Everyone gave up something, some less, some more, commented one of the interviewees of Radio Free Europe (RSE) on the wave of price increases that happened in Bosnia and Herzegovina (BiH) as well.
Statistics say that it really should be like that. Namely, the prices in May were higher by 14.4 percent compared to the same month last year, according to data from the Agency for Statistics of BiH.
In one year, transportation grew by more than 30 percent, food and soft drinks by almost 23 percent, and housing and utilities by about 11 percent.
One of the few items that has become cheaper is clothing and footwear, the price of which has dropped by five percent.
“I think this is a really big blow to the citizens, and what can we expect from this kind of government, nothing, which only looks at itself and has no understanding for us ordinary people,” toldJadranka.
“The fact that I have some income, a pension, can cover my food and utilities, I save money,” Kupusija said.
“I don’t buy what I don’t have to, I have bread, I pay my obligations, nobody forces me to do anything. These people will see where they will go, what they will do,” says Cvijic.
“Look at the kind of cars people drive, nobody does anything, they sit in bars, and all of them are young people, 20-25 years old. I was working in the sun at the age of 20,” emphasizes Jelenko.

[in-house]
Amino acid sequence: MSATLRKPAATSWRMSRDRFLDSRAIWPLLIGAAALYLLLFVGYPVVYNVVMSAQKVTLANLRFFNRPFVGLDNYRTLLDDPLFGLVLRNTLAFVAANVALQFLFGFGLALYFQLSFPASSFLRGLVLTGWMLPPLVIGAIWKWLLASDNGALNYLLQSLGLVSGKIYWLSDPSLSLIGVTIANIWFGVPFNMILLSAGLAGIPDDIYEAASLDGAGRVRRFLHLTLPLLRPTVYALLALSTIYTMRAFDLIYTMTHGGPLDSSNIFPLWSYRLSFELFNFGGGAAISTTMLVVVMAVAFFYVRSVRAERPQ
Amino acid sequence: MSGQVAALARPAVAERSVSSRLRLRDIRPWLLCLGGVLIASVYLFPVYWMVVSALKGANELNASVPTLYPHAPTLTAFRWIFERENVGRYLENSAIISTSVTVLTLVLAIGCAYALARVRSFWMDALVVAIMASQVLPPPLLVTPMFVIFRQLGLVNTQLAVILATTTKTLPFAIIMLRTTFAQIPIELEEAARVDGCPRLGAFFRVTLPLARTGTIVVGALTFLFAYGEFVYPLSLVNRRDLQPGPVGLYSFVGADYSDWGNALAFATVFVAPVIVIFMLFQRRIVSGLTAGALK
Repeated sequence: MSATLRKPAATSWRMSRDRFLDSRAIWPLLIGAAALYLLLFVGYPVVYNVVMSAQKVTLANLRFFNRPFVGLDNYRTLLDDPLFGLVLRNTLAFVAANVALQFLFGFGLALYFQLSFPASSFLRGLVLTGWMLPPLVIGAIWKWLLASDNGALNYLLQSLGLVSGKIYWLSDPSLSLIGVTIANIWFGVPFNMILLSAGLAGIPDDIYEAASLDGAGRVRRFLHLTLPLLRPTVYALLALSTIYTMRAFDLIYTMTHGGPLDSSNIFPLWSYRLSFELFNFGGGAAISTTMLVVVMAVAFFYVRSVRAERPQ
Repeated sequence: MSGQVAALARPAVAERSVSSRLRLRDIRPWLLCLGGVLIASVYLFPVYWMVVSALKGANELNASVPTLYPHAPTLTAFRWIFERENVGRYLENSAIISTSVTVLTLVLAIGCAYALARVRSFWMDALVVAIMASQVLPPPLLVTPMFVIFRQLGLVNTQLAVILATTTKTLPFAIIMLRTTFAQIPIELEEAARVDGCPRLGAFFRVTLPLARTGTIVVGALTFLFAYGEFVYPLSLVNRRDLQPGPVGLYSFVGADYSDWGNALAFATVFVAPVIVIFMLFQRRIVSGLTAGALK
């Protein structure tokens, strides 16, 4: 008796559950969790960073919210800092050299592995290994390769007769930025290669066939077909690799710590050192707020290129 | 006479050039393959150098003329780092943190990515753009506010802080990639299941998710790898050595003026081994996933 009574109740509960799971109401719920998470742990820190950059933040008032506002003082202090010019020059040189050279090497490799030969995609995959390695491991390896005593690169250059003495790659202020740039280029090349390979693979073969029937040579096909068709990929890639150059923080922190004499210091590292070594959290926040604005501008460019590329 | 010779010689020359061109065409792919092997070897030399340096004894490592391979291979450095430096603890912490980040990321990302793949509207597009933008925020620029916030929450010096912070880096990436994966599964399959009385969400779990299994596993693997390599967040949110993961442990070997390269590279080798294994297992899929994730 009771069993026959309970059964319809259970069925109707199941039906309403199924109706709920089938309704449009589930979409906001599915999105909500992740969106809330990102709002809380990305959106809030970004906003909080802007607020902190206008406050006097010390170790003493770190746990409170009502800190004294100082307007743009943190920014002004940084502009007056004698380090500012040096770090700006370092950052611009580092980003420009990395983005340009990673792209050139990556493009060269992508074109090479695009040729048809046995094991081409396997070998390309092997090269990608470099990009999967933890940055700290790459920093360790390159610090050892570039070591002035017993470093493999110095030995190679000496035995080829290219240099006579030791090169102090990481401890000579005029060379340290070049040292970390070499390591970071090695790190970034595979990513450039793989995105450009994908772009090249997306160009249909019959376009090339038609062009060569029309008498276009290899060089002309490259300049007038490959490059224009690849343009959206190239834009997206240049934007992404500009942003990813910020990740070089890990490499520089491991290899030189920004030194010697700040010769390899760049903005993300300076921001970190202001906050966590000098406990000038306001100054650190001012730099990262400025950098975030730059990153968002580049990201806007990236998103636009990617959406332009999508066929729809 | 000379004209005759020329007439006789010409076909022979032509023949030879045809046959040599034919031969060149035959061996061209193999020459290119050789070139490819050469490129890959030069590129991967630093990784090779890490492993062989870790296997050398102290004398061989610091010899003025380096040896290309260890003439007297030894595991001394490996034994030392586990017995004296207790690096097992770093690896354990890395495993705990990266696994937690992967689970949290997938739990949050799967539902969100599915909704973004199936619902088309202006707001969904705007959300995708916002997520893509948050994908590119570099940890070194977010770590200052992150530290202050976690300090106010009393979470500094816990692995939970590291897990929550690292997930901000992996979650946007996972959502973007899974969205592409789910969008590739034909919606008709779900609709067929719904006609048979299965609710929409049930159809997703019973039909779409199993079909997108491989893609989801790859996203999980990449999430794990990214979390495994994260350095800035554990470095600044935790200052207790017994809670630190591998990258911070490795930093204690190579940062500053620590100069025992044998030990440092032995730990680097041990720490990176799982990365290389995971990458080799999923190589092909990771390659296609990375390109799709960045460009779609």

In the largest city of Herzegovina, the locals say in conversation that everything that can be bought has become more expensive.
“Everything has become more expensive, there are no prices thathave remained the same as before. And fuel especially”, assesses Sanja Hrnjicic.
“Some things that are luxuries, that you don’t have to buy, we don’t buy,” says Sanja.
Her fellow citizen, Nedzad Asovic, adds that the current situation is “nothing new, and it will get worse.”
The locals of Doboj, in the north of BiH, in a conversation with a journalist, say – they don’t know where to start, because everything has become more expensive.
Ferida Beslagic told that she has no pension, and her husband has 80 BAM (40 euros) of pension. They have one child abroad, and she admits, “if there were no children, it wouldn’t be possible at all”.
“Once you could do some basic shopping for 100 BAM (50 euros), but now that’s no longer possible. My wife and stopped going out and have dinners out,” Maid emphasized, RSE writes.